The sourdough has been a dogged companion on the trip to Santa Fe. It was almost forgotten in the dorm fridge at St. John’s College. Kudos to KP for reminding me to grab it (what a tragic end to my bread blog that would have been!) It seemed a little startled to emerge from its jar at high altitude in Colorado…when I added it to this dough, it seemed to be gasping and panting for breath. I purchased extra expensive Hungarian High Altitude Flour at the grocery store to give it a little help—although, I’m not sure it made much difference. It was a 12% gluten flour, (normal bread flour being anywhere from 10-13). So, I liken the superfluous gesture to giving a unit of normal blood to a person with hemoglobin already in normal limits. My sourdough didn’t turn out to be anemic after all the travel, so. The transfusion didn’t hurt, didn’t help.
Adapted from Baking With Julia
1 cup milk
1 tablespoon active dry yeast (or, one cup sourdough starter)
¼ cup warm water (no hotter than 110 degrees Fahrenheit)
½ cup granulated sugar
1 teaspoon crushed cardamom seeds (from 7 to 12 pods, depending on the size)
1 teaspoon salt (I like using fine sea salt)
2 large eggs, at room temperature, beaten
4 ½ to 5 cups (22.5 oz. to 25 oz. by weight) all purpose flour
1 stick (4 oz.) unsalted butter, melted
1 large egg + 1 tablespoon milk, for glaze
Place a small saucepot over medium heat and add the 1 cup milk. Scald the milk, so small bubbles are just visible around the edge. Remove the pot from the heat and cool the milk to around 110 degrees Fahrenheit. While the milk is scalding heat the 1 stick (4 oz.) butter in another small saucepot (or in the microwave) until just melted.
In a large bowl, add ¼ cup warm water (around 110 degrees Fahrenheit) and whisk in the 1 tablespoon active dry yeast. Set the yeast/water mixture aside for at least 5 minutes. It will become creamy.
Once the water/yeast mixture is creamy (or if you are just using sourdough), whisk in the 1 cup scalded and slightly cooled milk, ½ cup granulated sugar, 1 teaspoon ground cardamom seeds, 1 teaspoon salt, and the 2 beaten eggs. Whisk until fully combined. (I do not travel with cardamom, and Lauren didn’t have any on hand, so I decided to use 1 tsp pumpkin pie spice instead—tasted AWESOME).
Now, using a wooden spoon, add 2 cups (10 oz.) all purpose flour to the bowl. Beat the mixture until smooth. Vigorously stir in the 1 stick (4 oz.) melted butter. Once the butter is incorporated, add in the additional flour, a ½ cup at a time, until the dough is fairly stiff. Stop adding flour before the dough becomes dry. Once you have your dough mixed, but not dry, cover the bowl with plastic wrap and let the dough rest for about 15 minutes.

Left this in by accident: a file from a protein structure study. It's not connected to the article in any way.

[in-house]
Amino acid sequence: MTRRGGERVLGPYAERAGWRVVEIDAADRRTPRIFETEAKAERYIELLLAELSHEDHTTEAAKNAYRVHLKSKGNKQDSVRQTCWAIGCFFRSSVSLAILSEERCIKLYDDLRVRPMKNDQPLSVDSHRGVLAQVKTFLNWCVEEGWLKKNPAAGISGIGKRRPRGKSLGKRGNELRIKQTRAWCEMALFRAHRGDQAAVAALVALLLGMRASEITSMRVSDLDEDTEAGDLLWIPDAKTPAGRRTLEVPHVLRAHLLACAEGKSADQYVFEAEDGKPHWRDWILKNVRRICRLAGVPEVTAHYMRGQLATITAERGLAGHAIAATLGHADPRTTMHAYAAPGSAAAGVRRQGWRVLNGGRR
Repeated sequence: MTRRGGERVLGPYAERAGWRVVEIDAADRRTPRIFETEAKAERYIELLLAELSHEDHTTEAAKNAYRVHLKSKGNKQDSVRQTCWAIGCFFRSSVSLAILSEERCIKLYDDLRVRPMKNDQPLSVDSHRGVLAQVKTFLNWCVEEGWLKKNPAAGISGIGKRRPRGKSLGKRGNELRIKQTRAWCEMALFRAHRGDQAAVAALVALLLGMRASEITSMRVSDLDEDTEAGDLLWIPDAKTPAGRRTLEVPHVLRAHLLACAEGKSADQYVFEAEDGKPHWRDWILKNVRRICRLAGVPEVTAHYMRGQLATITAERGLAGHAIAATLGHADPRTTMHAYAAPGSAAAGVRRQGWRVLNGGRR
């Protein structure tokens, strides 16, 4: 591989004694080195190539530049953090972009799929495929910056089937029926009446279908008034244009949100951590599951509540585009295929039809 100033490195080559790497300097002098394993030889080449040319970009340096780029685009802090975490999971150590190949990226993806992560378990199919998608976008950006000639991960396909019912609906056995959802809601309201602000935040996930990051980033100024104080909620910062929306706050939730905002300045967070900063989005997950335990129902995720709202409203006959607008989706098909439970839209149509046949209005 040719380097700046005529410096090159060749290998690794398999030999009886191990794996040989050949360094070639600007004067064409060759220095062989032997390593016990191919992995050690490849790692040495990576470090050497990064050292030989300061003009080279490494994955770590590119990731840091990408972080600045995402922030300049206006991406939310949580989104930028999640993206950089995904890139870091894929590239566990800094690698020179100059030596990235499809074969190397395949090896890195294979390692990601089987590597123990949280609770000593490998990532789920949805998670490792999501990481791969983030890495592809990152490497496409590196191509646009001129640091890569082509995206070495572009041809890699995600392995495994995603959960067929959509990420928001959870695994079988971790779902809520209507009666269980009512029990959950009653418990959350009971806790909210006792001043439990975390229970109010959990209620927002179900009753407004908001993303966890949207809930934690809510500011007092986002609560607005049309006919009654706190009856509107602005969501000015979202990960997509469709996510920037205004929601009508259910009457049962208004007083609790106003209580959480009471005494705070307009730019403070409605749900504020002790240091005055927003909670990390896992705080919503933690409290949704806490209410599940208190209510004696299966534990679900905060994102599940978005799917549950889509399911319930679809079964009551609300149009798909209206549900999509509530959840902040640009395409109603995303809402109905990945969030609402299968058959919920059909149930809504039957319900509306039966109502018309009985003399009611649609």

Turn the dough onto a floured work surface. Knead the dough until smooth and shiny, about 10 minutes.
Shape your dough into a ball and lightly grease a large bowl. Turn the ball of dough in the bowl to lightly coat in the grease. Cover the bowl tightly with plastic wrap and set it in a warm place. Let the dough rise until it is double in size. This will take at least 45 minutes, but could take over an hour.
Once the dough has doubled in size, turn it out of the bowl onto a cool (to cold) lightly oiled surface.
Knead the dough briefly to release the air. Divide the dough into 3 equal pieces. Roll each of the three pieces into a log about 36 inches in length.
Carefully move this braid to the parchment lined baking sheet, forming it into a circle onto the sheet. Cut an inch or two of dough off each end and fuse the circle together, into a crown or wreathe shape.
Alternatively, you can make a long braided loaf (or 2 braided shorter loaves). Loosely cover your bread with a towel and let rest and rise at room temperature for about 45 minutes.
Place a rack in the center of the oven and preheat to 375 degrees Fahrenheit.
Brush the egg glaze all over the shaped dough. Sprinkle the dough all over with sliced almonds and pearl sugar. Bake the loaf for 20 to 25 minutes. The top will be just golden, and the bottom of the loaf will be very light. Be careful not to over bake the bread. Transfer the baked loaf to a cooling rack and cool to room temperature before cutting into the bread.
This bread was chewy, and slightly sweet. A nice cross between a brioche and challah bread. The pumpkin pie spice tasted kind of like cardamom, at least enough to distinguish it from plain challah. The most important thing was that Ethan liked it. But then, he likes all foods that his parents put in front of him, especially those just out of reach.
For the rest of the week we are staying at Lauren’s parents’ cabin in Winter Park, Colorado. Such a treat to have a quiet getaway after the rush of my graduation writing residency. When asked by my dad what I wanted to do now that I have some free time, I said, without hesitation: Write! I want to write my book proposal.